've been in New York City for 45 years now, longer than I’ve lived anywhere else. Does that make me an official New Yorker? I’d like to think so. My wife, who was born here, would beg to differ.
I arrived in New York the day after I graduated from Manhattanville College, $14.95 in my pocket. There was no yellow brick road, but this was my Emerald City. If you want to be part of that greatest of living art forms, theater, and I did, then this is the city where its heart beats. I’d done internships in college, so I had a network; my older sister was here so I had a place to crash; and I had two summer jobs lined up, one of them as assistant stage manager at an Off Off Broadway theater. It paid car fare. Luckily for me the other one paid an actual salary. By September, I’d found out what a lot of people already knew: the road to a career in the theater is long, hard, unionized, and littered with those broken dreams you hear so much about when you’re starting out, so I made my way into publishing, journalism, advertising and corporate entertainment positions that actually paid the rent. Along the way, I got a Master of Fine Arts in playwriting from Columbia University. It opened doors I wouldn’t have been able to get to on my own. Where else can you spend two hours schmoozing every week with the top-notch agent Helen Merrill because you’re reading scripts for her? I still miss her a lot.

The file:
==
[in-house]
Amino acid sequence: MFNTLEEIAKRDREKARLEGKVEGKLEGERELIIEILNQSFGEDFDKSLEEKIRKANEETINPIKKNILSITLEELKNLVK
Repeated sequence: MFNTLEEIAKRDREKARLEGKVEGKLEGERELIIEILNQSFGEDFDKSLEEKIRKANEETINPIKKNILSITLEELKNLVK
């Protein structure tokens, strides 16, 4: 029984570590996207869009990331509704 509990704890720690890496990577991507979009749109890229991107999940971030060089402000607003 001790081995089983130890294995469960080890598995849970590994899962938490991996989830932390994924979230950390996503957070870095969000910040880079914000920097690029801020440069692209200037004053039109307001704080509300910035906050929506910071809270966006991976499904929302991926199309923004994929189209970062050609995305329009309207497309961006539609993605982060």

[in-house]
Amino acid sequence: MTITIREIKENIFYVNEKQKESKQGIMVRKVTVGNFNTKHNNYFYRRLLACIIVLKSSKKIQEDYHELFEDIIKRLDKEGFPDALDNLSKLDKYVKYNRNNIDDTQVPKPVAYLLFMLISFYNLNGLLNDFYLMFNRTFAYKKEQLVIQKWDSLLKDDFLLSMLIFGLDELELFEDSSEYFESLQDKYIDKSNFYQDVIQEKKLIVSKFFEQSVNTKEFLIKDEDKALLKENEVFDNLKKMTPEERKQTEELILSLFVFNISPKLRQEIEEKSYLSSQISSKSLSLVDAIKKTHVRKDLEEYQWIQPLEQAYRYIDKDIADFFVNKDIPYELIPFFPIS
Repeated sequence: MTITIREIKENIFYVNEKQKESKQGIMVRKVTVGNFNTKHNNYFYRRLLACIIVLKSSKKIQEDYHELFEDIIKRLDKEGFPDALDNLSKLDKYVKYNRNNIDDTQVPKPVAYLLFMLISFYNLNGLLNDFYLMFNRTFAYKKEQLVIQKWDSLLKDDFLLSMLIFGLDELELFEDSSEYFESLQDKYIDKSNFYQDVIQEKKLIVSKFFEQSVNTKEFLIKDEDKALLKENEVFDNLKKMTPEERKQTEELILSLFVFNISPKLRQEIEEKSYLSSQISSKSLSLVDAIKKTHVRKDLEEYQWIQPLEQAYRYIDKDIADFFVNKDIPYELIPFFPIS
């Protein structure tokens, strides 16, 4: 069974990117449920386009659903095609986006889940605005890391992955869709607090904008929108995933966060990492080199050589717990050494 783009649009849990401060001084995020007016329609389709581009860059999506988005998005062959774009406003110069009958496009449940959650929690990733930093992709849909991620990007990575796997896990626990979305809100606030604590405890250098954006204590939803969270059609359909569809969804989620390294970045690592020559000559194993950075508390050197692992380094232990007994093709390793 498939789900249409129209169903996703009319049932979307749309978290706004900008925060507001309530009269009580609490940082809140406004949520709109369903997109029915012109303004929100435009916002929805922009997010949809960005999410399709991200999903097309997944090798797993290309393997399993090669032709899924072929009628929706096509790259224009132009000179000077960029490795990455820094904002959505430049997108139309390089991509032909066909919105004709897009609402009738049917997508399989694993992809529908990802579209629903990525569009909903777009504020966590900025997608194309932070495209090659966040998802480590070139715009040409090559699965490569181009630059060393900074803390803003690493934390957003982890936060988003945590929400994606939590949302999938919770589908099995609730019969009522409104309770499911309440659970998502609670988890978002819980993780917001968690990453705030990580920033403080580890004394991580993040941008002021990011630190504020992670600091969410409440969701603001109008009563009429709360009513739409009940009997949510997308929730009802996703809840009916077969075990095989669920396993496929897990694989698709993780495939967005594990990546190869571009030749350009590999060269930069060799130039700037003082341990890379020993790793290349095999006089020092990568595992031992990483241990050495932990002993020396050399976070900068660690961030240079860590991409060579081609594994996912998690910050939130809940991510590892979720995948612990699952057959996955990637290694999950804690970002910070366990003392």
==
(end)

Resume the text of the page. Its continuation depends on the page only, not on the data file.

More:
I wrote plays. I sent them out. And then I got hit by writer’s block. For twenty years.
There’s a point when you know what you set out to do isn’t going to happen. But like Langston Hughes said, “Hold fast to dreams.” An unexpected turn of events found me with a sabbatical. And I heard Helen telling me what she told me every week when we talked. “Just sit down and write.” I followed her long-ago advice, the writer’s block disappearing with each word on paper. What poured out was a novel. To my surprise, it was accepted by a publisher. And here I am, in the life I dreamed of when I was eight years old, living in New York, arising at noon like my “Act One” playwriting hero Moss Hart did, and spending the day writing. Not plays. But you can’t have everything.
I hope my books transport you to places you’ve never been, even if they’re lands of emotional reality you didn’t count on visiting. Those are the kinds of trips I like the best as a reader.